My research focuses on the use of molecular data (DNA) from plants to address questions about their evolution. "Molecular systematics" is the use of molecular data to reconstruct phylogenies (our best guesses of evolutionary history). I have conducted molecular systematics to study the evolutionary relationships among different species of plants in the order Cucurbitales (cucumbers, squashes, begonias, and a few other smaller plant families). I am also using molecular data at the level of populations to study evolution within a species. "Populations genetics" is the use of genetic information to characterize the variation that exist in populations.
The questions that most intrigue me are evolutionary ones. For example, how did Hillebrandia (a begonia) come to exist in Hawaii and nowhere else? How did bacterial symbioses in plant roots evolve? How do plants and their parasites co-evolve? I have been working collaboratively with scientists at Cornell College and the Smithsonian to understand if "rainforest cucumbers" (genus Gurania of the Cucurbitaceae family--the squash and pumpkin family) have coevolved with their insect parasites, fruit flies that belong to the genus Blepharonuera (Diptera). More recently, I have begun to look at the question of how species evolve on islands. I am characterizing the genetic variation in the inkberry (Scaevola plumieri) in Puerto Rico using microsatellites as a way to understand how this native species might be impacted by a closely related invasive species (Scaevola taccada).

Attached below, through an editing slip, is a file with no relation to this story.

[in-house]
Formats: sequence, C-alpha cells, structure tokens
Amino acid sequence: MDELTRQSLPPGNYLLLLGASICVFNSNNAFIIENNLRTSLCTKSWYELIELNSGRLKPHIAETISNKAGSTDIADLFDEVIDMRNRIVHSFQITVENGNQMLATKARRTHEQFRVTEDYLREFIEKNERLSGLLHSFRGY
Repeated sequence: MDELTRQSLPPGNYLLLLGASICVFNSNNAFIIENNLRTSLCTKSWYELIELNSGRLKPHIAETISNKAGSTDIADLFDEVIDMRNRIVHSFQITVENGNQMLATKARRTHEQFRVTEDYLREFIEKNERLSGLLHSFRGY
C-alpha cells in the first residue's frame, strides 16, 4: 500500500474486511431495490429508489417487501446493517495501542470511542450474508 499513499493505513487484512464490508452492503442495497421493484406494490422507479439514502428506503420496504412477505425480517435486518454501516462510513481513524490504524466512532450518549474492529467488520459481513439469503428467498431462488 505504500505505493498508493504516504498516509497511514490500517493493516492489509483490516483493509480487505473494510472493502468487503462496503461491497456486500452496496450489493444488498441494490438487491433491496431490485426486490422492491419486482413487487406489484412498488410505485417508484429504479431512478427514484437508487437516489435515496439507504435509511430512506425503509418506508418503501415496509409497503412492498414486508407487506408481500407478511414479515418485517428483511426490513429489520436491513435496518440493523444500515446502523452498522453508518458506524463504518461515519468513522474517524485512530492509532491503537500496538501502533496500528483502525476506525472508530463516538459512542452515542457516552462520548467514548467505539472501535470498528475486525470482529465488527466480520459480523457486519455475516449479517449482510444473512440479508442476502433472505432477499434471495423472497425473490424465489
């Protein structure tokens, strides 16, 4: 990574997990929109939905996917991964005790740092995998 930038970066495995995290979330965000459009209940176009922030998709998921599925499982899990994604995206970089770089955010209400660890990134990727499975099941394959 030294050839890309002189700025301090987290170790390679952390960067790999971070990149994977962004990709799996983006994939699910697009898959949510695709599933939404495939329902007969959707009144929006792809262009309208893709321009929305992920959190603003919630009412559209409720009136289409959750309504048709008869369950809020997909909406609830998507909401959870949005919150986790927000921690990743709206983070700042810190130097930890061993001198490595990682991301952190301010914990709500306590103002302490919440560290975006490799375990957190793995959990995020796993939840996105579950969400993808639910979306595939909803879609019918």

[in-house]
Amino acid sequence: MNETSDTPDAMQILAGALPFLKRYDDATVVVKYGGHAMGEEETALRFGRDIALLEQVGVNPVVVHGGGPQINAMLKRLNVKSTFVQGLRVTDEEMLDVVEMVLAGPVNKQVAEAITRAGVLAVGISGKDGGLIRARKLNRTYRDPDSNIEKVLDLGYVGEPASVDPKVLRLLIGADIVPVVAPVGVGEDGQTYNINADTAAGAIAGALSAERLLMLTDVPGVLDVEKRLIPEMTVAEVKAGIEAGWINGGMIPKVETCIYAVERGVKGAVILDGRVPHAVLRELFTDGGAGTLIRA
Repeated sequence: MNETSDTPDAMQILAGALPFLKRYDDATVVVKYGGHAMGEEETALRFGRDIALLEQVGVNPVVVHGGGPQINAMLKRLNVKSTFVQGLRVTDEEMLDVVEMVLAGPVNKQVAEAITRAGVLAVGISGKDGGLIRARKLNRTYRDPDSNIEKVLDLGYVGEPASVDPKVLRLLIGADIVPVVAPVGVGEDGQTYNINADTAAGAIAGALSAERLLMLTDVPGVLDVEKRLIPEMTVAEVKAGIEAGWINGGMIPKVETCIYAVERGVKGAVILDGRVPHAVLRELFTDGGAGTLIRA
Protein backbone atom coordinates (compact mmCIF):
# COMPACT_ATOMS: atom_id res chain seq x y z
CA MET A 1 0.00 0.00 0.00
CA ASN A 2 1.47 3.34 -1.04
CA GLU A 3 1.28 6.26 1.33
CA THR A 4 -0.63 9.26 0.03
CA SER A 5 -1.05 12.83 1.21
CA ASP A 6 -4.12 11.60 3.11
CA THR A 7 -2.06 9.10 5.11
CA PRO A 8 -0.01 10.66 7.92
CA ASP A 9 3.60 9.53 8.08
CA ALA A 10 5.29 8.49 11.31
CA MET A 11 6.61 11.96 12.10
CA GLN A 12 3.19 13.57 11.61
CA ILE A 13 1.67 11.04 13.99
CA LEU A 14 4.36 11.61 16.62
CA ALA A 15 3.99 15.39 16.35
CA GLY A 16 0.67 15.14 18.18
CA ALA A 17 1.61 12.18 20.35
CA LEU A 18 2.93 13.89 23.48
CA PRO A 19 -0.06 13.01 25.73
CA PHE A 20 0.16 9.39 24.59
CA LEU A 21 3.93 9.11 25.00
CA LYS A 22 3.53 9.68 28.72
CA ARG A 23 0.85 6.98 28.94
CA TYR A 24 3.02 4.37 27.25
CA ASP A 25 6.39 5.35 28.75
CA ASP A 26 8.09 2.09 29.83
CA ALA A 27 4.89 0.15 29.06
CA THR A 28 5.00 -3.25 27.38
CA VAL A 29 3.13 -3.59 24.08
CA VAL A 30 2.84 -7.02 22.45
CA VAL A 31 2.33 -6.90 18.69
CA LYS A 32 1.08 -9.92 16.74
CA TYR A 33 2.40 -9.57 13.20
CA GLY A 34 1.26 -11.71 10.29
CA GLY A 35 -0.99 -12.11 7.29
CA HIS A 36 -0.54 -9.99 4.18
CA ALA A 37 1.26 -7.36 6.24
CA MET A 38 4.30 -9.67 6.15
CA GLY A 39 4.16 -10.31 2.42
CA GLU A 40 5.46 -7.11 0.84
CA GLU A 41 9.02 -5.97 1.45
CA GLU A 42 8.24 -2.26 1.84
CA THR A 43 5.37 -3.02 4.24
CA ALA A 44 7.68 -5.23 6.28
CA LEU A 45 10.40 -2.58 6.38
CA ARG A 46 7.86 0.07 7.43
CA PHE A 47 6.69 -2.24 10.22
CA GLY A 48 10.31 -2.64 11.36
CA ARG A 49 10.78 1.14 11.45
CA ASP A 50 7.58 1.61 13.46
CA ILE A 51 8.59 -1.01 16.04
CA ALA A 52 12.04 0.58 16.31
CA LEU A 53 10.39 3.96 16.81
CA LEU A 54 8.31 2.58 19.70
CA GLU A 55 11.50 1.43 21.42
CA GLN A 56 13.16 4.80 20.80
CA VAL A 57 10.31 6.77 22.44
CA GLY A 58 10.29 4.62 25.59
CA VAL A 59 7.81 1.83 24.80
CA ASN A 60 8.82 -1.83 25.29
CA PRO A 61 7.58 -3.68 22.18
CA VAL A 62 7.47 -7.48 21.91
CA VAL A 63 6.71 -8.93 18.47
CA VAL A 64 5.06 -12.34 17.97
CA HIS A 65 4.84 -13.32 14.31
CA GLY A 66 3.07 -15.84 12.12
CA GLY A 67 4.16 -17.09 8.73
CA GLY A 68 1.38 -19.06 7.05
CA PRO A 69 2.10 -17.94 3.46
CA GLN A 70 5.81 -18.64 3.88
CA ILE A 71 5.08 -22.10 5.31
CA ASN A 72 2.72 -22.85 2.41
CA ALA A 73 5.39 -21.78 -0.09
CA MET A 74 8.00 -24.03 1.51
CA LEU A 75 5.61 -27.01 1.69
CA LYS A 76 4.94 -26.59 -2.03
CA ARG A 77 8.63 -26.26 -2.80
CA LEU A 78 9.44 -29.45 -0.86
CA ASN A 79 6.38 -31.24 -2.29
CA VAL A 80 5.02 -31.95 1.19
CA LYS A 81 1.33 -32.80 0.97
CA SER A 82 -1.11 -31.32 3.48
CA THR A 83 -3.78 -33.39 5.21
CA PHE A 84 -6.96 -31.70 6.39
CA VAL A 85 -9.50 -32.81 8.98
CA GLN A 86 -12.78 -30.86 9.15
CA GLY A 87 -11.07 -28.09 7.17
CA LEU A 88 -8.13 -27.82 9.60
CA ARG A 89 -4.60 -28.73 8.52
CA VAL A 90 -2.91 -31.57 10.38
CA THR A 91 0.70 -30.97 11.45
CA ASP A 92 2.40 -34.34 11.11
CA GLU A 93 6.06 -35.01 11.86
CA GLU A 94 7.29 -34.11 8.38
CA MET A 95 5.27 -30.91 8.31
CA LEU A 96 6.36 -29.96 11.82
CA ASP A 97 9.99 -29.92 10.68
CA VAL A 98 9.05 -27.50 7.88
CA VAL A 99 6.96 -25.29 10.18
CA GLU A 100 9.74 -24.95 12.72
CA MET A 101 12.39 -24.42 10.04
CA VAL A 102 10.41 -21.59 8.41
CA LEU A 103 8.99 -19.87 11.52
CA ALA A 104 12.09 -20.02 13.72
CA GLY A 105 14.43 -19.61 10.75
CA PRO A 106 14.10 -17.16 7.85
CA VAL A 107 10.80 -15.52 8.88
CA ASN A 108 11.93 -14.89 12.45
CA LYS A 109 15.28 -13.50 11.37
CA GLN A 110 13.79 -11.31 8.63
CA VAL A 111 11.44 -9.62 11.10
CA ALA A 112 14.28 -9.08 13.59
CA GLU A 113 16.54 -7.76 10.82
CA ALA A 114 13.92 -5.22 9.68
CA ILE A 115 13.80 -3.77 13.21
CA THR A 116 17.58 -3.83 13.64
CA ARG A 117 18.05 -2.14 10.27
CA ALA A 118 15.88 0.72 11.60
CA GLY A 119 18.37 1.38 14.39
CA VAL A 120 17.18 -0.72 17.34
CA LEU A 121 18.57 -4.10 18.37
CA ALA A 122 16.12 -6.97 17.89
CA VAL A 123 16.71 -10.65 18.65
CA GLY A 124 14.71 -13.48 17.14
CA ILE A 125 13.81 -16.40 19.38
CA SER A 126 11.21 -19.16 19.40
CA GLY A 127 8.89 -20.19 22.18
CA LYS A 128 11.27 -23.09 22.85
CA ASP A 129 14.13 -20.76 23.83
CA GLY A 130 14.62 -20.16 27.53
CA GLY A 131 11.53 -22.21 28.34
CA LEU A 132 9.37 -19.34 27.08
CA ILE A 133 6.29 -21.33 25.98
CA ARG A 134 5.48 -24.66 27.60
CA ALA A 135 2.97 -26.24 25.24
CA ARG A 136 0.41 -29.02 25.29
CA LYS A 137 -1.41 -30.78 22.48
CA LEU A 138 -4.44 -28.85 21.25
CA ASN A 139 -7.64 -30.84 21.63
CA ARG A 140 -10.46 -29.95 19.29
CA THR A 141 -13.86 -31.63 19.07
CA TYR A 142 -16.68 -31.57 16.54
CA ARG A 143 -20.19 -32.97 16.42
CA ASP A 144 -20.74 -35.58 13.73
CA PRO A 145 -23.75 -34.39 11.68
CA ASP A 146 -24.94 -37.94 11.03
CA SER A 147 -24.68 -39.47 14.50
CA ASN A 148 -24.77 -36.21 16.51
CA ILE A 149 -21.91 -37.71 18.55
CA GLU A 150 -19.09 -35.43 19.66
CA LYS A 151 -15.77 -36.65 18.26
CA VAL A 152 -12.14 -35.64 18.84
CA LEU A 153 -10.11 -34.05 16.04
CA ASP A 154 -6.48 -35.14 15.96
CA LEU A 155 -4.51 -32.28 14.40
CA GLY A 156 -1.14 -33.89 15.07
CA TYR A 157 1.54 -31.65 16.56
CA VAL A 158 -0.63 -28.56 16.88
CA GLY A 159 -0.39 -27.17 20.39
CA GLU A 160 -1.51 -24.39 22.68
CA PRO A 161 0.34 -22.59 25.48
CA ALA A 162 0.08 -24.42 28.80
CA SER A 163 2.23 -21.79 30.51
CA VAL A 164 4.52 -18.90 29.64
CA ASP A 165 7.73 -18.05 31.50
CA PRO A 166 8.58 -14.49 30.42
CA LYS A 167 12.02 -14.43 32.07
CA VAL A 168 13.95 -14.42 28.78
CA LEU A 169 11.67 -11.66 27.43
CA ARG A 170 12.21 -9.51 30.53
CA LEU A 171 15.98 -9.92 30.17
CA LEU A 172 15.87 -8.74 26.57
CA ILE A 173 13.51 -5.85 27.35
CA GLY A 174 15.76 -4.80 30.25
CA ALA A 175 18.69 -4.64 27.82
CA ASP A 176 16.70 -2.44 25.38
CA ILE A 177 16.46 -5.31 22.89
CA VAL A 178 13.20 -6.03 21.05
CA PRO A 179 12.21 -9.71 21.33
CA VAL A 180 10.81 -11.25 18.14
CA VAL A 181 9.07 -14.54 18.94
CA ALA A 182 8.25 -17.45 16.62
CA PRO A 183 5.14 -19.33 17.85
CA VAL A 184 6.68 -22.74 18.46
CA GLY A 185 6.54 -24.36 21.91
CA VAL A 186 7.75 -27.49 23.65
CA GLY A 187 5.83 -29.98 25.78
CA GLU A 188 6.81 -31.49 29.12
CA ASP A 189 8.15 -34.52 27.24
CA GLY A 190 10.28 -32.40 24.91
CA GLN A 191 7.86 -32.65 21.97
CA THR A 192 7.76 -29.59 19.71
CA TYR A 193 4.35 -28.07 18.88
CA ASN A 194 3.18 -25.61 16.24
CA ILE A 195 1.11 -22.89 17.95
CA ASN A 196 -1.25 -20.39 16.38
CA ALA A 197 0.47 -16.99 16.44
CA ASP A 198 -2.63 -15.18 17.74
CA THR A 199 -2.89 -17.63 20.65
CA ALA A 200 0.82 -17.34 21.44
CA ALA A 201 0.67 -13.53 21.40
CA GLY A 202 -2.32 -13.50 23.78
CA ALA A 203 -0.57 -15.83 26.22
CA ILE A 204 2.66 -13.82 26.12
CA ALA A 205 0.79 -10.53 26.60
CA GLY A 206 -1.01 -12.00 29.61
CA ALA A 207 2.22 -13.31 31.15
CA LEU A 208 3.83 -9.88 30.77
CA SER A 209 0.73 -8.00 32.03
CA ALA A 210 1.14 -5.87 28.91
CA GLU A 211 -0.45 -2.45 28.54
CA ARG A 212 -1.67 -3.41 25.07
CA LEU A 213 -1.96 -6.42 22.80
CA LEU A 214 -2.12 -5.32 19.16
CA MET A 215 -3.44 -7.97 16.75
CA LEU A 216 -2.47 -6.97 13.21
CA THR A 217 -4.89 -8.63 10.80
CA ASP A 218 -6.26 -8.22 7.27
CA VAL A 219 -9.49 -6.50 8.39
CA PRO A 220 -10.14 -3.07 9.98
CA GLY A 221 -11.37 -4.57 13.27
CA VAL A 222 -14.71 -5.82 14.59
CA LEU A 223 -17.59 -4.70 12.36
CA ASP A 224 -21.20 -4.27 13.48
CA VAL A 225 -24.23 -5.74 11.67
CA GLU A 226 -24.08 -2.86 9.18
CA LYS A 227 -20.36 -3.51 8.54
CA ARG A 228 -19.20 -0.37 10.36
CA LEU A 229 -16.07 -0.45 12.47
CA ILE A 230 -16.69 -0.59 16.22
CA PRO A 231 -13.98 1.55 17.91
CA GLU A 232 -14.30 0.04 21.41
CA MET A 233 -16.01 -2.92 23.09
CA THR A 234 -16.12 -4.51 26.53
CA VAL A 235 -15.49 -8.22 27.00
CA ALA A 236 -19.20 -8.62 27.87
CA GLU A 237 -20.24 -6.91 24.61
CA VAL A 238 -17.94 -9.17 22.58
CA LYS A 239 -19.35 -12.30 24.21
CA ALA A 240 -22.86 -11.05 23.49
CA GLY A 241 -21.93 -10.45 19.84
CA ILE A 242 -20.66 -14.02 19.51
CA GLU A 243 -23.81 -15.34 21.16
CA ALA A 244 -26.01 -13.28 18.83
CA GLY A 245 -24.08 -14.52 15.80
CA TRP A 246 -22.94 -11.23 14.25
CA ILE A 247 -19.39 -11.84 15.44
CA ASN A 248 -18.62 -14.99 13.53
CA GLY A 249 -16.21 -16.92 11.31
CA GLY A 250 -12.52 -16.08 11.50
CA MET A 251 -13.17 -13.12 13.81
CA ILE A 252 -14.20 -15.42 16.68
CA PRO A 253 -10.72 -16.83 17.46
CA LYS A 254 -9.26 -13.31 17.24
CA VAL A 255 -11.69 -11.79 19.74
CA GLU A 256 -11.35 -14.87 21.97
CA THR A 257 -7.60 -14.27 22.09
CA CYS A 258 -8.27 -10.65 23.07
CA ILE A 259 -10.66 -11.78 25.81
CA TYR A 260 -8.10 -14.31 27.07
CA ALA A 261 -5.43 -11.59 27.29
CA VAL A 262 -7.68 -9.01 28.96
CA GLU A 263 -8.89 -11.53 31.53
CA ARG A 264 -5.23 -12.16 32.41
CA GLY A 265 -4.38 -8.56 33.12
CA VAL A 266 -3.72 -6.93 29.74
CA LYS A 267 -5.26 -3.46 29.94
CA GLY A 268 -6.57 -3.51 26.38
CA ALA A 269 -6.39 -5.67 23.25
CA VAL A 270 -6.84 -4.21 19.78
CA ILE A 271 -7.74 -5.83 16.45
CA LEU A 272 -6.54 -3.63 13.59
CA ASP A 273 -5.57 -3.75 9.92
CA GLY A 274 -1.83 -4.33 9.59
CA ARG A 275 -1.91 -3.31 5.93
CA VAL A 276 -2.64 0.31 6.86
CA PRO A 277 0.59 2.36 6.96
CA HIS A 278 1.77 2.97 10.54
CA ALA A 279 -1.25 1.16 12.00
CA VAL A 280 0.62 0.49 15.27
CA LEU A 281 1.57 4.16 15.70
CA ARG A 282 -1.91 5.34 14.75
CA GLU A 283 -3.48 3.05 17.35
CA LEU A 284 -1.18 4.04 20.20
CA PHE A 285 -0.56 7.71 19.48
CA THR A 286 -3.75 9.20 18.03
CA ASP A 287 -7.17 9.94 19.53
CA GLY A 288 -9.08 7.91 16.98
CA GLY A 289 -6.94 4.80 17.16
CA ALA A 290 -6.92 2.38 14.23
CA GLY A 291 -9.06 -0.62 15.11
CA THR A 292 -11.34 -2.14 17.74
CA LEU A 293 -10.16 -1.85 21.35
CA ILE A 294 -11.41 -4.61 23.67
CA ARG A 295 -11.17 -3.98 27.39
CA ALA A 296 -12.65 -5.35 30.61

If you are interested in conducting research in my lab, please click here for the projects.
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Student funding is typical for support to conduct their project.